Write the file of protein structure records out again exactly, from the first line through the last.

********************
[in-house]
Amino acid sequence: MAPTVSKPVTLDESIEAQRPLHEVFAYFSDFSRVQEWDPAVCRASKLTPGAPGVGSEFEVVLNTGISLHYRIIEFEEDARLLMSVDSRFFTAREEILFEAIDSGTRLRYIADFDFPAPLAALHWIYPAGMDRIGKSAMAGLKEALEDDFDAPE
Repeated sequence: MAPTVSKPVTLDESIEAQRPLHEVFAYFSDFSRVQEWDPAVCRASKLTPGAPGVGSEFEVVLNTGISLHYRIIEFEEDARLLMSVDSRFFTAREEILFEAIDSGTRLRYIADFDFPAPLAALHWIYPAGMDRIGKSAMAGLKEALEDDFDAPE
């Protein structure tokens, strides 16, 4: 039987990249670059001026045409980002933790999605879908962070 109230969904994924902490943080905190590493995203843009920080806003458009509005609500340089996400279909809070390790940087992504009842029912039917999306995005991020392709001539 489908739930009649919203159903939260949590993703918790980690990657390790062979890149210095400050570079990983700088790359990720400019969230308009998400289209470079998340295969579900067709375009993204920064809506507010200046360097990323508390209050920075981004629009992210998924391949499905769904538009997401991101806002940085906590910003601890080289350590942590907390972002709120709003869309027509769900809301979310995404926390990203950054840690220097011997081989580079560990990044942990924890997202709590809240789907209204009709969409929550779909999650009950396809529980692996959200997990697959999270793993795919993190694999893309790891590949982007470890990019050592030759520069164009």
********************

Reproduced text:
[in-house]
Amino acid sequence: MAPTVSKPVTLDESIEAQRPLHEVFAYFSDFSRVQEWDPAVCRASKLTPGAPGVGSEFEVVLNTGISLHYRIIEFEEDARLLMSVDSRFFTAREEILFEAIDSGTRLRYIADFDFPAPLAALHWIYPAGMDRIGKSAMAGLKEALEDDFDAPE
Repeated sequence: MAPTVSKPVTLDESIEAQRPLHEVFAYFSDFSRVQEWDPAVCRASKLTPGAPGVGSEFEVVLNTGISLHYRIIEFEEDARLLMSVDSRFFTAREEILFEAIDSGTRLRYIADFDFPAPLAALHWIYPAGMDRIGKSAMAGLKEALEDDFDAPE
């Protein structure tokens, strides 16, 4: 039987990249670059001026045409980002933790999605879908962070 109230969904994924902490943080905190590493995203843009920080806003458009509005609500340089996400279909809070390790940087992504009842029912039917999306995005991020392709001539 489908739930009649919203159903939260949590993703918790980690990657390790062979890149210095400050570079990983700088790359990720400019969230308009998400289209470079998340295969579900067709375009993204920064809506507010200046360097990323508390209050920075981004629009992210998924391949499905769904538009997401991101806002940085906590910003601890080289350590942590907390972002709120709003869309027509769900809301979310995404926390990203950054840690220097011997081989580079560990990044942990924890997202709590809240789907209204009709969409929550779909999650009950396809529980692996959200997990697959999270793993795919993190694999893309790891590949982007470890990019050592030759520069164009």